Common Forms of Fiduciary Breach in Estate Law

Last Will and Testament

There are many elements involved in the drafting of a will. One of the most important ones is appointing someone to manage the trust or estate left after a testator’s death. There is a high risk of misconduct or mismanagement of a deceased’s estate by the one appointed to manage the estate. The law, therefore, imposes one of the highest standards of care for these people. This is known as a fiduciary duty.

In estate litigation cases in Vancouver, however, breach of fiduciary duty remains one of the most common charges. This is because the fiduciaries might make honest mistakes or sometimes act fraudulently in the management of an estate. The following are among the most common forms of fiduciary misconduct.


This arises when a fiduciary takes an action from which he stands to benefit. Though he should not put personal interests before the estate’s management, greed still influences some fiduciaries. Self-dealing typically involves the investing of an estate’s assets in the fiduciary’s business or using some of the assets. In extreme cases, self-dealing becomes embezzlement of the estate’s assets.

Conflict of Interest

A fiduciary should protect only the beneficiaries’ interests in the management of an estate. Should anyone else other than the estate’s heirs benefit from any dealings with the estate, this is a breach of fiduciary duty. A conflict of interest is also present if a fiduciary accepts bribes and other considerations to sway their conduct even if it is in favor of one of the estate’s beneficiaries.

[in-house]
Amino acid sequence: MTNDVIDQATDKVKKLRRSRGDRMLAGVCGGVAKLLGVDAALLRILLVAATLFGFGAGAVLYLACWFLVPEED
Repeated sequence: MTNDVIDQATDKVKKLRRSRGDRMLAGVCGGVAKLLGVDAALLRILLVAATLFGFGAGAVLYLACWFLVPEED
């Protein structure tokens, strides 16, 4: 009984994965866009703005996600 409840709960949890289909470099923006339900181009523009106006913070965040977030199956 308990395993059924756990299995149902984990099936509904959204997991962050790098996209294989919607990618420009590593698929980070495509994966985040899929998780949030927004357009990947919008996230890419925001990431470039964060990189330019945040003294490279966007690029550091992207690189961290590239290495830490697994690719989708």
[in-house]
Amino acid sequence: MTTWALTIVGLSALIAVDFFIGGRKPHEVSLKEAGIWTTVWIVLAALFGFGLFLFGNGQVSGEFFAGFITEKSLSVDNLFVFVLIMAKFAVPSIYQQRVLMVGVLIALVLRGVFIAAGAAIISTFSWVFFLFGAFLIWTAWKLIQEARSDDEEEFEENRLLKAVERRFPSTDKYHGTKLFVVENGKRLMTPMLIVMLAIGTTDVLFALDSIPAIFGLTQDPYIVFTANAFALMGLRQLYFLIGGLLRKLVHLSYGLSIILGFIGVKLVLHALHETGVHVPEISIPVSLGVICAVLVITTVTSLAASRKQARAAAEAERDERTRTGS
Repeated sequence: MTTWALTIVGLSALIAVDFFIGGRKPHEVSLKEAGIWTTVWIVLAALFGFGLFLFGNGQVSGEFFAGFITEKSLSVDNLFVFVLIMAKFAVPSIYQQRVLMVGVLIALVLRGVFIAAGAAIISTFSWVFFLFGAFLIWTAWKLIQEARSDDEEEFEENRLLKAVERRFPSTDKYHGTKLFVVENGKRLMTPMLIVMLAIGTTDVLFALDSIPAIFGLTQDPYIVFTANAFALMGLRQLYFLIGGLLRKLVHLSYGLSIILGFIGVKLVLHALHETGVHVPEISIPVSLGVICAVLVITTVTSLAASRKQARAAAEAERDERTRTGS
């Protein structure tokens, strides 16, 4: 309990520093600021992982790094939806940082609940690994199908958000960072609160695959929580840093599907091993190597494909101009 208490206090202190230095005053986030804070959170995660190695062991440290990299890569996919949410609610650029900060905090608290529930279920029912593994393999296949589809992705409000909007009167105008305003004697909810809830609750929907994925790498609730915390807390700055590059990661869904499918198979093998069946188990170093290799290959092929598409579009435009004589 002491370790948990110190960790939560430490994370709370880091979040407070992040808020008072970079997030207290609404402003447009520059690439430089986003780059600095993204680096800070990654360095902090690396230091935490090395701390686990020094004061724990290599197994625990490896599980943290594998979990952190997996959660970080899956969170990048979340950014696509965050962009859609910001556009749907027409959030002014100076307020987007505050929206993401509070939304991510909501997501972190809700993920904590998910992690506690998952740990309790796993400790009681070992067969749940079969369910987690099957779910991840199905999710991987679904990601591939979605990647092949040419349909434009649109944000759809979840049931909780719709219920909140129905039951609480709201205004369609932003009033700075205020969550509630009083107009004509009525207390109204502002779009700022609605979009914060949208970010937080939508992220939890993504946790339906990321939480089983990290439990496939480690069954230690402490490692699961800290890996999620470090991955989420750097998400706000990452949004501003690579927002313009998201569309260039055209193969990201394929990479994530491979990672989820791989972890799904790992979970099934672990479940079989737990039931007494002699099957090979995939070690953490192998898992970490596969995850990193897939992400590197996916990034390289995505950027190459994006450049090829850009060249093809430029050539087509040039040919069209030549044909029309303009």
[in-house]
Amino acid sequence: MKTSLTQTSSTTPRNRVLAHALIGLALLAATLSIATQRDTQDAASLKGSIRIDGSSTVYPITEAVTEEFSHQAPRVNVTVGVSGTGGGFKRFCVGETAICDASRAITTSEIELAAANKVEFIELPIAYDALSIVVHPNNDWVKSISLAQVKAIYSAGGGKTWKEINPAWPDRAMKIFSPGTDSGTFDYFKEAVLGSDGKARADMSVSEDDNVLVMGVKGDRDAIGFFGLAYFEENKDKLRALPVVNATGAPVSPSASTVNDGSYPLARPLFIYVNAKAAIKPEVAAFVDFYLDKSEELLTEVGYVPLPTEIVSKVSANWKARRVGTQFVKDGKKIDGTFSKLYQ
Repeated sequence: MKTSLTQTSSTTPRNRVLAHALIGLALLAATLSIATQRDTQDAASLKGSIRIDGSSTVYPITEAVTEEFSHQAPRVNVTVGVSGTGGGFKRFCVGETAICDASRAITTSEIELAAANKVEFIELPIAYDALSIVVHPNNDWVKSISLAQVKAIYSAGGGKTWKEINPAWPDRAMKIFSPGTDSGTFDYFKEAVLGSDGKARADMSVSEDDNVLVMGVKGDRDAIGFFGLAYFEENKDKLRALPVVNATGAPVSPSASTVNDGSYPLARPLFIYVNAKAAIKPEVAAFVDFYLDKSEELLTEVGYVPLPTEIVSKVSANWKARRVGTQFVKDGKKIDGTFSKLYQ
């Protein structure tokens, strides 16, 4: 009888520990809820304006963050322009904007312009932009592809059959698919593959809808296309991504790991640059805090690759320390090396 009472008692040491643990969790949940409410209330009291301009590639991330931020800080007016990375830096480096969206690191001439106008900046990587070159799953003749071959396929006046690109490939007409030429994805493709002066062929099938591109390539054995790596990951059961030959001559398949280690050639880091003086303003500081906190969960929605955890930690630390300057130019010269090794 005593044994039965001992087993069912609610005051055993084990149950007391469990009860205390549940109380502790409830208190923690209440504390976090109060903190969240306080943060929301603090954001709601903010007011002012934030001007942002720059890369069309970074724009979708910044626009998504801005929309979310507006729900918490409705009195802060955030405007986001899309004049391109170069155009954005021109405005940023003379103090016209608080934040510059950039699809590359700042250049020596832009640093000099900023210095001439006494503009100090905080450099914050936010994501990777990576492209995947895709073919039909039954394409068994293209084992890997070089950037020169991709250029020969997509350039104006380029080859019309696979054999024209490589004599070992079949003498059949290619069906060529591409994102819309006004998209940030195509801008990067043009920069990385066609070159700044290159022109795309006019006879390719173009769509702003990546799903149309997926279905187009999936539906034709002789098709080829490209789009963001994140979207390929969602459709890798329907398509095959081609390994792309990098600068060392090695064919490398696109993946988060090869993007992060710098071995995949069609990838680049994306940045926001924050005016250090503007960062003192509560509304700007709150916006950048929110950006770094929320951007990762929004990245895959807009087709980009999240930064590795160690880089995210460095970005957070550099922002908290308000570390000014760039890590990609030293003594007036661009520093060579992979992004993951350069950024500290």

Beneficiary Bias

Man writing on paper

The duty of a fiduciary is to all heirs of an estate, and he should hence not favor anyone. In some cases, however, a fiduciary enjoys a close relationship with one of the estate’s beneficiaries and might act to benefit them. It is not always possible for all recipients to receive an equal estate share. If one of the beneficiaries, however, receives an outrageously higher profit from the estate, this might indicate beneficiary bias.

Withholding Information

The law allows a fiduciary to act in discretion for the good of an estate. An estate’s beneficiaries, however, have a right to know all details pertaining to the condition of an estate and a fiduciary’s actions. Doing things in secret and withholding vital information from beneficiaries constitutes fiduciary misconduct.

Negligent Mismanagement

In some cases, a fiduciary does not manage the property properly or simply makes no effort to manage it. In case the estate’s management is overwhelming for the fiduciary, he is allowed to get a professional to do so at the estate’s expense. Should he fail to manage the estate or get a professional to do it, this constitutes fiduciary misconduct in the form of negligent misconduct.

With a good estate litigation attorney on your side, you stand to get two forms of legal relief. The fiduciary who has engaged in any types of the above misconduct will be replaced. You and other estate beneficiaries will then be restored to the positions you held before the fiduciary’s misconduct. The fiduciary will also be held liable for the losses caused to the estate due to the misconduct.

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